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Manchester Historic Vehicle Club

Club News

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High Summer Run 17th July 2016

A good turnout of 14 MHVC eligible vehicles were present for this run, with 4 vintage/prewar and the remainder post war classics. The weather was kind with bright sunshine becoming stronger throughout the day and ideal conditions for hood down motoring. The run commenced again at the Chapeau Café, Marton, a venue which is proving to be a most suitable location for starting Club events, with easy parking and excellent facilities. Suitably fed and watered, drivers and passengers set off on the 30 mile route. The first part was a fairly challenging section (at least for those with mechanical brakes!) offering a picturesque drive through North Rode and up towards Bosley Cloud which provided fine views across Cheshire and the Peak District, only a couple of miles away. Although a height of 343 metres above sea level the name, surprisingly, takes its name from the word ‘clud’, an old English name which means rock. Then on via Biddulph and again upwards, with another fine view, this time across Cheshire Plain towards Frodsham Hill and North Wales and then through the village of Mow Cop. The village features a steep 1 in 4 gradient known as Killer Mile and which is used in an annual race introduced by Kidsgrove Athletics Club.  Cars arrived without difficulty at the much welcomed refreshment stop at the Bleeding Wolf Pub in Scholar Green. The Pub speciality, a breakfast bap containing bacon, sausage and melted cheese was popular, although the size defeated some! The Pub, a charming arts and crafts building, complete with thatched roof, was an ideal photographic backdrop for the vehicles.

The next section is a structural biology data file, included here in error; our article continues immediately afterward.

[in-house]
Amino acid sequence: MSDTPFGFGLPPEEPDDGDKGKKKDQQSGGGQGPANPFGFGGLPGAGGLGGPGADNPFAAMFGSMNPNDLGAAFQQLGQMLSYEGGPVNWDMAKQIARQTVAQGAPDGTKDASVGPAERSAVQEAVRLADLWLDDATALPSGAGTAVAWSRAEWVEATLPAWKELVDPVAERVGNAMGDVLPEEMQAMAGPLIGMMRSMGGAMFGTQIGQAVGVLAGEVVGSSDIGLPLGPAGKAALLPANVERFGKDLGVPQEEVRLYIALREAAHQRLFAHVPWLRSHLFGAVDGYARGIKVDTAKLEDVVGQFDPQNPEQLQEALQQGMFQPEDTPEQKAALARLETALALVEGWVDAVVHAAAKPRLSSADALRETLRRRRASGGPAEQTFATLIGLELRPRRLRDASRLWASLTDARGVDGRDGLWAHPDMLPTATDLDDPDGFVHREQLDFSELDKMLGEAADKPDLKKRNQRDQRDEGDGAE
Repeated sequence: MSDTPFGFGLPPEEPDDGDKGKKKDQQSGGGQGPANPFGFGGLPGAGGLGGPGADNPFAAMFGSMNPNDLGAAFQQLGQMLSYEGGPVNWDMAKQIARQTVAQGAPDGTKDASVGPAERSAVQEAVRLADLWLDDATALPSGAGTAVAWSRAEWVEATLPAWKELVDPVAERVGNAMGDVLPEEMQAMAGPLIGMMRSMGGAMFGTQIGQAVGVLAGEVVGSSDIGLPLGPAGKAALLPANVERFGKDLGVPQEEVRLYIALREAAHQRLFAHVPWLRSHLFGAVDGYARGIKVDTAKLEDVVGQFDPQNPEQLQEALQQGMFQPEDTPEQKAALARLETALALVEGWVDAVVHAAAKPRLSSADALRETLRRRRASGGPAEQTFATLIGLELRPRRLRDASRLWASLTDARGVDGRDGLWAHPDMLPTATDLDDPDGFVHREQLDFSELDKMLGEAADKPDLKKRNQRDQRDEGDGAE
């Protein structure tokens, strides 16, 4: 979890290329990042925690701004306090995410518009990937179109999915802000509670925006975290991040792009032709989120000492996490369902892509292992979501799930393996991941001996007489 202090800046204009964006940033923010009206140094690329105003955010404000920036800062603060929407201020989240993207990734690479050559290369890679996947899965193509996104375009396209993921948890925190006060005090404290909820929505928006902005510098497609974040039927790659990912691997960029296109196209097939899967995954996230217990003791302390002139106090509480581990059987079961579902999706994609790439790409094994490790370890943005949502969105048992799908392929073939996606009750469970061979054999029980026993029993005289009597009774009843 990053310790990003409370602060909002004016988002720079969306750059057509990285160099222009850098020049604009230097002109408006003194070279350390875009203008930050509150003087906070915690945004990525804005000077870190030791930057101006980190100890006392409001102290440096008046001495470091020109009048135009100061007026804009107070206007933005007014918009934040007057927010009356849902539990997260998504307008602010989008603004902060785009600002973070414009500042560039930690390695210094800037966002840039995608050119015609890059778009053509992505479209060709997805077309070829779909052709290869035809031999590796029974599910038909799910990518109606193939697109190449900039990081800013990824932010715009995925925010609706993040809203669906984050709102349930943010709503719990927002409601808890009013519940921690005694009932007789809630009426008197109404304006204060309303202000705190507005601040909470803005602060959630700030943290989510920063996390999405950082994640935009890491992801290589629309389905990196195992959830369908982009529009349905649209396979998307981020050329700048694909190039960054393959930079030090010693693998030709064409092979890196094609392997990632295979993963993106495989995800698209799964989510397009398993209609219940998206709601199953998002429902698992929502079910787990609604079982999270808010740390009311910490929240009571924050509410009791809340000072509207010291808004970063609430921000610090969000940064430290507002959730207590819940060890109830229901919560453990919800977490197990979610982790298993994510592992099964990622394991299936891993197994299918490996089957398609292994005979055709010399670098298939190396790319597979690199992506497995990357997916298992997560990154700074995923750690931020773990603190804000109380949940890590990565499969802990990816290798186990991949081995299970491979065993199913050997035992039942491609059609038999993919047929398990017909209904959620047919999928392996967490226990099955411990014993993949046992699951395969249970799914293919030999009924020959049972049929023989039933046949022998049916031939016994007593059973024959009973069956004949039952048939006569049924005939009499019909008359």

Following refreshment drivers and passengers set off on the final leg of the run, which was a much less strenuous (and mostly level) drive through Alsager, Barthomley and the quaint little village of Wybybunbury, arriving at the Dagfields destination in time for lunch. A reserved area had been arranged so all vehicles were parked together, providing much interest to all the visitors. The Dagfields Crafts and Antiques Centre is the largest such establishment in the North West and so there was plenty of opportunity for browsing in the multitude of stalls and units, a mecca for enthusiasts of old books,  collectables and curios, in particular collectors of dinky toys and vinyl records! The café also was very popular.  Everyone spent some time at the Centre before setting off on their return journey home. Altogether a very pleasant day, much enjoyed by those attending.

 

Cath and Andrew

 

 

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